“The team members are great, but their families are the ones we’re trying to affect,” Gutierrez says. “It’s impacting them. It’s telling them, ‘My mommy and daddy works for a good company.’”
Of course, it helps them retain employees, too. Mullin remembers attending a conference where the speaker shared that workers with a best friend in the office were much, much more likely to stay in the long run.
“We’ll all just hang out. We’ll just be together, not just talking about a specific project or an invoicing issue,” Mullin says. “It makes the workplace much less stressful and a more enjoyable place to be.”
The way forward
Mullin says that another part of that retention has come down to establishing clearer career ladders. They always had met with standout employees to communicate their unwritten career paths, but now they can show someone during the onboarding process how they can earn promotions.
Gutierrez says her HR department has helped establish clearer career paths for employees. Of course, things have always been good — Gutierrez adds that there are employees who have been with the company since it first started. But Mullin says he wanted new hires to know what their way forward would be.
“Everybody understands the opportunity they have with Mullin,” he says. “Our goal and belief is that it will help them shift their minds from a job to a career.”
Mullin says they hope to have every single field-level person eventually try and earn a role as a crew leader at a minimum. And while they have a clear printout of a career ladder to distribute, Mullin adds that it’s flexible.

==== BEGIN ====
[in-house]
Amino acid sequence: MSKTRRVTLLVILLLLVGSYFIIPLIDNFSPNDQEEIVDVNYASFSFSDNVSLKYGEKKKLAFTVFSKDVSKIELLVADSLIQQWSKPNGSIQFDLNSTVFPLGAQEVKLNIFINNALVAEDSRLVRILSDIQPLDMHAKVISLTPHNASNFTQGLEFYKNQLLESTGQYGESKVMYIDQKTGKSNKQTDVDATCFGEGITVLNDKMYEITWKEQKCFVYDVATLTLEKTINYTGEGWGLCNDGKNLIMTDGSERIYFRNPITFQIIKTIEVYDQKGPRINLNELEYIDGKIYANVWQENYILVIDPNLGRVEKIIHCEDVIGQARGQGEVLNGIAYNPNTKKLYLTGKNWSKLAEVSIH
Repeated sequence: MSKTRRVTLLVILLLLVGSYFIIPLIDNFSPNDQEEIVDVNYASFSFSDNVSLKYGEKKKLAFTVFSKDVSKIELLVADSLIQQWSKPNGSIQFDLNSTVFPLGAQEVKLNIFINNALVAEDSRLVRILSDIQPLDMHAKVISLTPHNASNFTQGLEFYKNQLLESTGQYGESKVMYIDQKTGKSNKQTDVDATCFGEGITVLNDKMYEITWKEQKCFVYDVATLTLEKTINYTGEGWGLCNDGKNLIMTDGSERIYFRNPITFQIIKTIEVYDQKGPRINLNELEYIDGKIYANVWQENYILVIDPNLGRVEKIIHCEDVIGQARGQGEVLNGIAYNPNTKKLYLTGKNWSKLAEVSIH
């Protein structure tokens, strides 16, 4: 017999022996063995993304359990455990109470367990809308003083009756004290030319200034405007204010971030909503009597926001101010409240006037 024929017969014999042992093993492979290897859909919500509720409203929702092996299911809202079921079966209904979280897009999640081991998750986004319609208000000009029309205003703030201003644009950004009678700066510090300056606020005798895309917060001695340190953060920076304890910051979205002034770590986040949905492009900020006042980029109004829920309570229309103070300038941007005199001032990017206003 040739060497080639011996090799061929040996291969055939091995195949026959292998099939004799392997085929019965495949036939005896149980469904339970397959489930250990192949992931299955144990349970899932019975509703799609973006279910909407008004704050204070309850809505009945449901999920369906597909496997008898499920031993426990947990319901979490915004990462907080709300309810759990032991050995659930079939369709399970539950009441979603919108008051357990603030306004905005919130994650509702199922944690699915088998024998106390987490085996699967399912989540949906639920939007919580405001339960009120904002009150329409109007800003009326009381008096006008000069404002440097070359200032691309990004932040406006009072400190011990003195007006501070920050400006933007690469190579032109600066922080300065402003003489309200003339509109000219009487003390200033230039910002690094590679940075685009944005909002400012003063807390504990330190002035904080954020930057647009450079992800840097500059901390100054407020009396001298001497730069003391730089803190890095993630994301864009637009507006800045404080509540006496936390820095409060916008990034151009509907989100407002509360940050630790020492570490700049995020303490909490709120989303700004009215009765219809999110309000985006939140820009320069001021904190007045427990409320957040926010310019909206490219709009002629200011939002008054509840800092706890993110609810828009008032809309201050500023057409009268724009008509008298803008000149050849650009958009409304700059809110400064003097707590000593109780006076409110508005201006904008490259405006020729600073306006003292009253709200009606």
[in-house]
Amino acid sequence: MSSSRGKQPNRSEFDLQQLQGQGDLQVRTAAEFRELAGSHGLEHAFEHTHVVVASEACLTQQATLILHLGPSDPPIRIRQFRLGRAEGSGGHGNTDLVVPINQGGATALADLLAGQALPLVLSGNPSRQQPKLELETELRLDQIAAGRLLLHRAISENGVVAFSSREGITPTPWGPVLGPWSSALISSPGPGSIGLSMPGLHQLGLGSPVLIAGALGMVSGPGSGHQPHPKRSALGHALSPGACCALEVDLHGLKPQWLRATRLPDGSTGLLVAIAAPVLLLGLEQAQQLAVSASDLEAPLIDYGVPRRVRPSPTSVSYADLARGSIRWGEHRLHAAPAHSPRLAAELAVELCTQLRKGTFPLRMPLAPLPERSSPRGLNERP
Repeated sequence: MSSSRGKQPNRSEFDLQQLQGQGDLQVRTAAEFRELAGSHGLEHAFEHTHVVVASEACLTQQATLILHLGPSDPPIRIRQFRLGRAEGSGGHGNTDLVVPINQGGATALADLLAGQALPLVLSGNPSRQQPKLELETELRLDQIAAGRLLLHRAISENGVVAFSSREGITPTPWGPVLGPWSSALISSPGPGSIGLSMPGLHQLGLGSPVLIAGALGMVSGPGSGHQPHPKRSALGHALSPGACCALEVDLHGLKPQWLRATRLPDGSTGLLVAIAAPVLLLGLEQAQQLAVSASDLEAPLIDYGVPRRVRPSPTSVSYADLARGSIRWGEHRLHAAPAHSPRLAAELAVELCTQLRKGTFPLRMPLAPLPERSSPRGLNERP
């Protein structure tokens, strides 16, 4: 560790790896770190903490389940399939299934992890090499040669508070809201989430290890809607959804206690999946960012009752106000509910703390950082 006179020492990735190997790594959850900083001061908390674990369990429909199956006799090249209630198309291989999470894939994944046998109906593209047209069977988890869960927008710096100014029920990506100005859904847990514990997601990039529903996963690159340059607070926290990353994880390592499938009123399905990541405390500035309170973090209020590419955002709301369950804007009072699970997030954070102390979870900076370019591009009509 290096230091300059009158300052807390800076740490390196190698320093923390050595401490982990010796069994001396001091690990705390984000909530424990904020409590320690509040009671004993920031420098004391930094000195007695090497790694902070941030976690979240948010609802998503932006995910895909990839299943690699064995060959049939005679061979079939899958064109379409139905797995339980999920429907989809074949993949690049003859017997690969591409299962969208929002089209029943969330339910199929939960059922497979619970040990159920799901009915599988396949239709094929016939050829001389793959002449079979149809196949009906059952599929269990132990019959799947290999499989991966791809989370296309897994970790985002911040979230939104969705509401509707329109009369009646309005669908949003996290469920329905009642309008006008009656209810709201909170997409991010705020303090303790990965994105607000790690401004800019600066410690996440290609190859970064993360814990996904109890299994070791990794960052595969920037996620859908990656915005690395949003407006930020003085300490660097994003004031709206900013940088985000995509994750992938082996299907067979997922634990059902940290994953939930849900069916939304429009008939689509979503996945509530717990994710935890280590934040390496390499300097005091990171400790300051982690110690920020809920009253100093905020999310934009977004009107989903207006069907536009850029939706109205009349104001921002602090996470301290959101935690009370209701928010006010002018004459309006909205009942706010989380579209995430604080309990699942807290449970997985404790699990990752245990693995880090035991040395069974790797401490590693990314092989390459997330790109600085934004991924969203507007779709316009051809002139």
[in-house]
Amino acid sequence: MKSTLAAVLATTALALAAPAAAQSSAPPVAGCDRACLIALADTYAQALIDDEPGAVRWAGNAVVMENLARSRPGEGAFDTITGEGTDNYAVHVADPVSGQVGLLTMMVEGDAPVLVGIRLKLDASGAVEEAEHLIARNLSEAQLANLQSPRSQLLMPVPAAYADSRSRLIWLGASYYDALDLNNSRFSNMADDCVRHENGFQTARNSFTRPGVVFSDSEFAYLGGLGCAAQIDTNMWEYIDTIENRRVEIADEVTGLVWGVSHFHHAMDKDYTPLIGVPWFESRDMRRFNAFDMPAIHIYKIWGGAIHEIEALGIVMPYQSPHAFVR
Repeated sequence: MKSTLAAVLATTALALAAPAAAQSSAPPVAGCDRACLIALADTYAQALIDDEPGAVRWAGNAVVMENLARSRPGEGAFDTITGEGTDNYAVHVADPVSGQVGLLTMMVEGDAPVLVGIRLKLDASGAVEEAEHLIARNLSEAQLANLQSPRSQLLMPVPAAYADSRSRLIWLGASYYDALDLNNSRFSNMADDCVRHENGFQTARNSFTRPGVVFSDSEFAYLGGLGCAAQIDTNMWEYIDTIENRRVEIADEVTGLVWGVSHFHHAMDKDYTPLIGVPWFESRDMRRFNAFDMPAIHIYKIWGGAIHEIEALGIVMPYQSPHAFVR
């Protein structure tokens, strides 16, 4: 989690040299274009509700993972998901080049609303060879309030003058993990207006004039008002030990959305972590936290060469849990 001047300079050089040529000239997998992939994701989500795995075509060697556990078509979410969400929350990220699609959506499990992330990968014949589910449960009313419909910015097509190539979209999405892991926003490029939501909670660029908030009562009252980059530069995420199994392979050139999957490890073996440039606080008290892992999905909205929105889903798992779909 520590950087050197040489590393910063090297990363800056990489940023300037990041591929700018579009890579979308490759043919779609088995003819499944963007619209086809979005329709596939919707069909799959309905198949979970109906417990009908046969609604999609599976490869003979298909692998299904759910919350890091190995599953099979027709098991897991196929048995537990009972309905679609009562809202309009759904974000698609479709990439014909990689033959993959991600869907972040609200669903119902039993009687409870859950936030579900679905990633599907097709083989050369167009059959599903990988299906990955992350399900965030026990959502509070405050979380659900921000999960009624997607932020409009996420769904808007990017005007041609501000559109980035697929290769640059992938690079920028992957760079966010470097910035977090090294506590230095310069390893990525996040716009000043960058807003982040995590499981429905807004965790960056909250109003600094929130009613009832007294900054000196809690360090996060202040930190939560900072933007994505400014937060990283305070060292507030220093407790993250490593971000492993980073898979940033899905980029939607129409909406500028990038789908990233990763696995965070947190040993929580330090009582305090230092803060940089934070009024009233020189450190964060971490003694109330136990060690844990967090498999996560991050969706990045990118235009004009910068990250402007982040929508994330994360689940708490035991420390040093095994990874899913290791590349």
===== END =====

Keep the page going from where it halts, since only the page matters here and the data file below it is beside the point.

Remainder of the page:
“Our belief is that it’s not always defined,” he says. “It can change from person to person, but we like to at least show them a general pathway.”
Finding new employees comes down to everybody being ready to recruit, Mullin included. Of course, they have a recruiter on staff, and they openly celebrate new hires, promotions and bonuses, but it’s everybody’s job to bring in the right people.
“I’ve spent a fair amount of my time recruiting,” he says. “I’ll recruit down to the field level sometimes depending on where I am. It really is all hands-on-deck effort.”
Mullin recalls being on a fishing trip several years back with other landscapers in the area. One of the landscapers mentioned that he wanted to be the McDonald’s of landscaping – quick and reliable service was the name of the game, with strong brand recognition.
Mullin wanted to craft his own vision – he respected the comparison but wanted to carve one out on his own. Instead, he believes Mullin is the Ruth’s Chris Steak House of landscaping. This means he wants to serve clients the way makers of affordable but nice luxury cars or luxury hotels treat their clients.
Gutierrez has a different term for it: She says they’re trying to offer the “white glove” experience. One specific person at Mullin stays with the same project the whole way through, meaning they’re available to answer any questions they might have as they remodel their backyards.
Gutierrez admits that the company isn’t for everyone, but they are for the clients who want to rest assured the project is getting done the right way.
“We’re not the lowest in terms of pricing,” she says, “but we give them the experience of sitting back and relaxing.”
Mullin adds that it can be stressful for clients to have landscapers trotting onto a property for backyard renovations, or it can be annoying when clients don’t hear back from their landscapers about when they’d be around for maintenance. So, he believes in strong communication with the customers.
“It’s kind of overcommunicating,” he says. “It’s overservicing the customers.”
Overservicing clients also means that the customers get great value in what they buy; the company trains its employees to bring up trash cans or carry newspapers to the front door. They greet people as they walk by or turn off blowers as clients pass. And if a client lives out of town, it can be a matter of sending them pictures and timeline updates so they rest assured the work is getting done.
“It’s the things that everybody knows we should do, but we tend to forget,” Mullin says. “I think that as a company scales, it’s ingraining those things in the culture from the top down so that same mentality and mindset remains.”
The author is associate editor with Lawn & Landscape magazine.